Jeremy Côté

Degeneracy of the Quantum Harmonic Oscillator

Note: This post uses MathJax for rendering, so I would recommend going to the site for the best experience.

I just love being able to find neat ways to solve problems. In particular, there’s something about a combinatorial problem that is so satisfying when solved. The problem may initially look difficult, but a slight shift in perspective can bring the solution right into focus. This is the case with this problem, which is why I’m sharing it with you today. Don’t worry if you don’t know any of the quantum mechanics that goes in here. The ingredients themselves aren’t important to the solution of the problem.

Energy of the quantum harmonic oscillator

If you have taken a quantum mechanics class, there’s a good chance you studied this system. The quantum harmonic oscillator is one that can be solved exactly, and allows one to learn some interesting properties about quantum mechanical systems. Briefly, the idea is that the system has a potential that is proportional to the position squared (like a regular oscillator). In the quantum mechanical case, the aspect we often seek to find are the energy levels of the system. This is what is of interest in our problem here.

In one dimension, the energy is given by the relation $E_n = \left(n+1/2 \right) \hbar \omega$, where n is an integer greater or equal to zero, and the terms outside of the parentheses are constant (Planck’s constant and the angular frequency, respectively). However, what’s nice is that this extends into any number of dimensions in a straightforward way. If we want to look at the harmonic oscillator in three dimensions, the energy is then given by:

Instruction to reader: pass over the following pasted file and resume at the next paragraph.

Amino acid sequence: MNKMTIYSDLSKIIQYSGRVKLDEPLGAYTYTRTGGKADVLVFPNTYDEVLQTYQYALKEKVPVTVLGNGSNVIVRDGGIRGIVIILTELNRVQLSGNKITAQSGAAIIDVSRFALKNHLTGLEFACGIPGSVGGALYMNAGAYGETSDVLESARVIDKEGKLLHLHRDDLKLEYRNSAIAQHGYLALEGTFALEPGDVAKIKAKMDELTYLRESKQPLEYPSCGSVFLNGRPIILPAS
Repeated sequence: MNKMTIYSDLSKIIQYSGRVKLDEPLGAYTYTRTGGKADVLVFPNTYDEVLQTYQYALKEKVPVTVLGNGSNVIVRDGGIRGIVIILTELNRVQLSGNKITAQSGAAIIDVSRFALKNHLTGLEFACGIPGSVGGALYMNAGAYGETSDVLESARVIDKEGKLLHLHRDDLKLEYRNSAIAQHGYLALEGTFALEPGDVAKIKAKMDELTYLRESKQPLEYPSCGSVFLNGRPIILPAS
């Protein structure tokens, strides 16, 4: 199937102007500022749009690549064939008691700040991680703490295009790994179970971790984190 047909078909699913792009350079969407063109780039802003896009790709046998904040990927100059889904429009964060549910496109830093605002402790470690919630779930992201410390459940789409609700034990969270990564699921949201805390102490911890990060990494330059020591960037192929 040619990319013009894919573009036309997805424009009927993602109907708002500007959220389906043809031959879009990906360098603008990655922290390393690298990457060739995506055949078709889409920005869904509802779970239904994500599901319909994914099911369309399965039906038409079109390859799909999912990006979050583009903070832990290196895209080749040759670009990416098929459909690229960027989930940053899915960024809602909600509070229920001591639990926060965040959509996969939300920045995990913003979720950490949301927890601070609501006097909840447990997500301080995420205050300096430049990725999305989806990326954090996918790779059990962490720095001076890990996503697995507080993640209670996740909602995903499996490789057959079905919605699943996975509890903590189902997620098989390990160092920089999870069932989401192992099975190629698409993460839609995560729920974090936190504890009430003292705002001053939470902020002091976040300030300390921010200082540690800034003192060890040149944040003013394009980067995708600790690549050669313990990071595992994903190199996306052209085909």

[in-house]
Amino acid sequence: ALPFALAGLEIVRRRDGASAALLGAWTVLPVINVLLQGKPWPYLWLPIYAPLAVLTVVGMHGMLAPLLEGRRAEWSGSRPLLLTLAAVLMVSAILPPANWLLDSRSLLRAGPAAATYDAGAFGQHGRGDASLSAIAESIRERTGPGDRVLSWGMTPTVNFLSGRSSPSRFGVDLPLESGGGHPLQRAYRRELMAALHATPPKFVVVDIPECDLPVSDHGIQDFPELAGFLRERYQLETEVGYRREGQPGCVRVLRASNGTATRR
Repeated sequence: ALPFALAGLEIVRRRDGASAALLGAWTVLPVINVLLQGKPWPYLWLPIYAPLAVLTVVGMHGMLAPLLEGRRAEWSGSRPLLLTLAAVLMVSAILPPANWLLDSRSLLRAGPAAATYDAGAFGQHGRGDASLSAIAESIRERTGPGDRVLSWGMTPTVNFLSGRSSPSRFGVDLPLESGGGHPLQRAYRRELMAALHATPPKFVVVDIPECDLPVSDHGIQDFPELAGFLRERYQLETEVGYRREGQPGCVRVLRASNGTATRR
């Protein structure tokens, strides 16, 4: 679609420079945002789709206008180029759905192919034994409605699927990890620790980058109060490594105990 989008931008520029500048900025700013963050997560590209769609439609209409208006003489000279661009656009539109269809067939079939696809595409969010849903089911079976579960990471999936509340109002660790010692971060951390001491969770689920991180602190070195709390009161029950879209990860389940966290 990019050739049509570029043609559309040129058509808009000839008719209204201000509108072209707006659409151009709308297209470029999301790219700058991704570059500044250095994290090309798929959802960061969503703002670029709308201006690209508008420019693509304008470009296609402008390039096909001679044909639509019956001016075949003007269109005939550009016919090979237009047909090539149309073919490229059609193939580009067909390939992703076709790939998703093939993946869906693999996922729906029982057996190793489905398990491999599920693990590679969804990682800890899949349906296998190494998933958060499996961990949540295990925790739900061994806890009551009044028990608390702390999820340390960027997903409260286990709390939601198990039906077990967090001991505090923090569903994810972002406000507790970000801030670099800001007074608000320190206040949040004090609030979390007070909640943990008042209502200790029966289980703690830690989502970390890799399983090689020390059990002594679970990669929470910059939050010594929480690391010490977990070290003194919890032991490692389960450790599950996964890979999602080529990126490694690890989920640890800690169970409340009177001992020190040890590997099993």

\[E_{n_x,n_y,n_z} = \left(n_x + n_y + n_z +3/2 \right) \hbar \omega.\]

In other words, there’s a n value for each dimension. We can even consider the harmonic oscillator in N dimensions, and the energy would change in the same way. We would just add a new n index, and throw in an extra factor of 1/2. Furthermore, it’s important to know that each combination of n’s gives a different physical system.

What you might notice from the three dimensional case is that there are different combinations of nx, ny, and nz that give rise to the same total energy. For example, we can note that the combinations (1,0,0), (0,1,0), and (0,0,1) all give the same total energy. This is called degeneracy, and it means that a system can be in multiple, distinct states (which are denoted by those integers) but yield the same energy. In this essay, we are interested in finding the number of degenerate states of the system.

The counting problem

Here’s the question. Given a certain value of n (which in the three-dimensional case is n = nx + ny + nz), how many different combinations of those three numbers can you make to get the same energy? If we want to be more general, for a given n and N (the number of dimensions), what is the degeneracy?

If we do a few examples, we will see that the degeneracy in three dimensions is one (no degeneracy) for n = 0, three for n = 1, six for n = 2, and ten for n = 3.